What is the ReCon initiative? What is the technology/model/process for the same? Is this initiative being implemented in India?

This is a ‘green’ initiative that Cummins has been practicing for over 40 years already. Initially it started off as reconditioning, which was followed by remanufacturing of products. This initiative is based on the 3 R philosophy – reduce, reuse and recycle. The idea is to take a Cummins made product that has reached the end of life in its current form back to the factory, remanufacture it up to the final standards and sell it to the end users with full warranty. This initiative has helped us save 20 Million Kilos of landfill, and we are also presenting our customers the option to buy these ReCon products and contribute towards saving the environment.

The ReCon concept was initiated in India in 2009. However, our Indian customers are not very familiar with the concept yet. Cummins is investing a lot of resources in creating awareness and educating the customers on why ReCon products represent good value.

Last year KPIT Cummins launched the innovative REVOLO technology. Can you tell us the current status of its adoption by the industry since its launch?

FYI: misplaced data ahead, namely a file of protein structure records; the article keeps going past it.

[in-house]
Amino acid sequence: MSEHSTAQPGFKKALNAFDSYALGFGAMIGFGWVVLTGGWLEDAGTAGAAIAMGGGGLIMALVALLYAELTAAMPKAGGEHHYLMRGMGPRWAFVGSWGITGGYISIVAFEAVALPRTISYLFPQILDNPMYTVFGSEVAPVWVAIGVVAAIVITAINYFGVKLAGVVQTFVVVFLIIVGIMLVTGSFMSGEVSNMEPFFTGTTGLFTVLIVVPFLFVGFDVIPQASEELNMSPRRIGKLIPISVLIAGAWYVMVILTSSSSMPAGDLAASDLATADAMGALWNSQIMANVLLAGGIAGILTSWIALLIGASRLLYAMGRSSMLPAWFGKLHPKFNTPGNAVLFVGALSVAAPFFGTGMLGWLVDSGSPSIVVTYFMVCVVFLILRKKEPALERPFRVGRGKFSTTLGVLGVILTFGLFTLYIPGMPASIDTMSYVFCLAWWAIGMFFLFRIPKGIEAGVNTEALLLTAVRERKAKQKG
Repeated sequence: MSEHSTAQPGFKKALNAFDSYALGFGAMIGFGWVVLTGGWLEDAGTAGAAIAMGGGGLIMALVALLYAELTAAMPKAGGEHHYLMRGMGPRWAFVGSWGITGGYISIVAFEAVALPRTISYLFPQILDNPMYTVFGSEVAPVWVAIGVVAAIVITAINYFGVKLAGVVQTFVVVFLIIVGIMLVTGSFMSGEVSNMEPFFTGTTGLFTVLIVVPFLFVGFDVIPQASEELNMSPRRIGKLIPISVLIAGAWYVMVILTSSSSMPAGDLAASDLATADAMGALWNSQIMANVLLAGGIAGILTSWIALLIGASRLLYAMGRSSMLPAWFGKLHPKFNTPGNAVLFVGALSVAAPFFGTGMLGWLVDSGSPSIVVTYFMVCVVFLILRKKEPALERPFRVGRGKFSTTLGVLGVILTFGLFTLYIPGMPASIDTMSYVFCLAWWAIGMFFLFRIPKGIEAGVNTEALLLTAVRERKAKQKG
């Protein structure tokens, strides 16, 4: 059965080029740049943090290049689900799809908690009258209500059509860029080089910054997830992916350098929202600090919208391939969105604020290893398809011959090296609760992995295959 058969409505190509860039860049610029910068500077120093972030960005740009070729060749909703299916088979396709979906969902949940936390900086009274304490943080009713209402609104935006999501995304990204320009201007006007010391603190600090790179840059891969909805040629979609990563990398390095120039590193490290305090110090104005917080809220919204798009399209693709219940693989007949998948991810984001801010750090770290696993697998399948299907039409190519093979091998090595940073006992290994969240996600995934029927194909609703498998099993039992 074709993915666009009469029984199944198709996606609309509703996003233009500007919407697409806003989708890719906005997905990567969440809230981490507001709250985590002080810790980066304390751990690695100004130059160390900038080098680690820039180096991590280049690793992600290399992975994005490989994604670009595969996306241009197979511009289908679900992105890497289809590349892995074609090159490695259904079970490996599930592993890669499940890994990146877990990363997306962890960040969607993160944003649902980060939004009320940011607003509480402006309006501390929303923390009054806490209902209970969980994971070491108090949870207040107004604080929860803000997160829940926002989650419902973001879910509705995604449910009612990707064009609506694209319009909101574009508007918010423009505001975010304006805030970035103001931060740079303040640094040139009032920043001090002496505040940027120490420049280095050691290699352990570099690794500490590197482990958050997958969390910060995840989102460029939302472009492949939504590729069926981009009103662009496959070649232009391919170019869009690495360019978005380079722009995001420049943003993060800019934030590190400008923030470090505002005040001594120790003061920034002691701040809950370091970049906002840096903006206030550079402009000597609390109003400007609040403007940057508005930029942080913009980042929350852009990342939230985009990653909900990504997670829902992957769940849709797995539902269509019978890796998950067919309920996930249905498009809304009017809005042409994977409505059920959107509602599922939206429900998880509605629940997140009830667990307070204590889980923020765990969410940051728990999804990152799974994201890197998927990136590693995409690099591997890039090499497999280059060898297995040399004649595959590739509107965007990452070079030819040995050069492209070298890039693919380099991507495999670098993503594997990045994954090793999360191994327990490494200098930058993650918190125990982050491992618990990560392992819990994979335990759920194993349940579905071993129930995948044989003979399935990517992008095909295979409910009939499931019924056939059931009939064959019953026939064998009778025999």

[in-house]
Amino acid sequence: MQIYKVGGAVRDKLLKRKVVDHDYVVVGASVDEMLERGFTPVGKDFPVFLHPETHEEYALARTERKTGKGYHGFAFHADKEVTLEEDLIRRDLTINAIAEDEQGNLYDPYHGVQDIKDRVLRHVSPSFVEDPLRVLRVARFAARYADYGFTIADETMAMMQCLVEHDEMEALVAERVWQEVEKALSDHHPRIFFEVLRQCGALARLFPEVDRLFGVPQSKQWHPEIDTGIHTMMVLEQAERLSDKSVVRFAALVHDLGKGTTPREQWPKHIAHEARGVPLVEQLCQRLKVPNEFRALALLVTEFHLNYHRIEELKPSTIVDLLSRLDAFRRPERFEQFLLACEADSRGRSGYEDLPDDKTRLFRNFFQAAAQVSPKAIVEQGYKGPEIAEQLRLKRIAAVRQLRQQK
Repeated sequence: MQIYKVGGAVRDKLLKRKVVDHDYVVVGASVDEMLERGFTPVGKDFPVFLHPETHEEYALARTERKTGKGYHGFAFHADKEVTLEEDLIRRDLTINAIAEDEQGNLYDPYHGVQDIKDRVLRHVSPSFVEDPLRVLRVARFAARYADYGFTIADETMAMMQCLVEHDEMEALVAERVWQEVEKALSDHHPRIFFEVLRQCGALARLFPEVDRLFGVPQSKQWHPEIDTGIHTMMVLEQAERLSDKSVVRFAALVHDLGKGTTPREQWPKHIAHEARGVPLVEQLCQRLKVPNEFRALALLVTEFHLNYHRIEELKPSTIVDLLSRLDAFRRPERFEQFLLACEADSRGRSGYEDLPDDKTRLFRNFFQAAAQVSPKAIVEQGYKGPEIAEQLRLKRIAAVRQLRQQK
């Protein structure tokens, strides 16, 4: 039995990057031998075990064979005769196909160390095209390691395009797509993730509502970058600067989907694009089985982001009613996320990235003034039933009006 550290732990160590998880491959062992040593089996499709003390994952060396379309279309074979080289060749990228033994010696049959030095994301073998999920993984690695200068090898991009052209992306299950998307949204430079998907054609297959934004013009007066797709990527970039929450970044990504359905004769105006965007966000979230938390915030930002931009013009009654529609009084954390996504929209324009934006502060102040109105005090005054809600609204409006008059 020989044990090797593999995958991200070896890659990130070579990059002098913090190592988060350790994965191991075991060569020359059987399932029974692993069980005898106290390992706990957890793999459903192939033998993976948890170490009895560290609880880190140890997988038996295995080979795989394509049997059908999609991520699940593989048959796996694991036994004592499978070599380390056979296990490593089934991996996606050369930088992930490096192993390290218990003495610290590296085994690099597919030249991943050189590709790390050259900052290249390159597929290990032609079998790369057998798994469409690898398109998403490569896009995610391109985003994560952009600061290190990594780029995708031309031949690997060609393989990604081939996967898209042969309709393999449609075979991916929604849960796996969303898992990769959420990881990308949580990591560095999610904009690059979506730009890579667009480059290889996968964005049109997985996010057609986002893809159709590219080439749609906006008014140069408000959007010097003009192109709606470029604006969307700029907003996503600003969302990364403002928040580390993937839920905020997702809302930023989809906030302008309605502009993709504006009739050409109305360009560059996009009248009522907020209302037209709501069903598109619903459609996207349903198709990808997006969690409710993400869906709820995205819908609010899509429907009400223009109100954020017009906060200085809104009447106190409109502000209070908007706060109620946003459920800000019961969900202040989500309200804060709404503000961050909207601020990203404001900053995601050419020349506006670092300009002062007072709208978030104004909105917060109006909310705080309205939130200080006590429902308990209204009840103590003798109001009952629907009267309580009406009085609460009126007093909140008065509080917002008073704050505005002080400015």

REVOLO technology can be implemented on existing vehicles. We have done trials of this technology on about 800 cars so far, and now we are ready to hand this over to the production team. Our target is to complete the entire process of testing and certification within January 2012. With government support, we hope that this technology will have a rapid uptake in Indian market and will be a low cost alternative to hybrid systems all over. 

What role do you think that global corporate leaders, like Cummins, can play in mainstreaming sustainability in the industry?

The first requirement is to have a whole-hearted adherence towards sustainable business practices in their own organizations. In our company, we believe to go beyond the minimum that is asked for, and do what is right for the entire community that we operate in. 

Additionally, we need to set the right tone in partnering with government and communities in order to solve real life energy and environmental issues. As global leaders, we have the opportunity to educate, enforce and create technologies at less cost; that can create significant difference in the countries that we operate in. 

This interview was conducted by Pramita Sen, a member of the Sustainability Outlook editorial team.

Image(s) Courtesy:
Accretion Disc
Kevin Dooley



Author: Pramita Sen
Calais Document Category: Labor Environment Business Technology Social Issues Law
Country: India
Industry Term: energy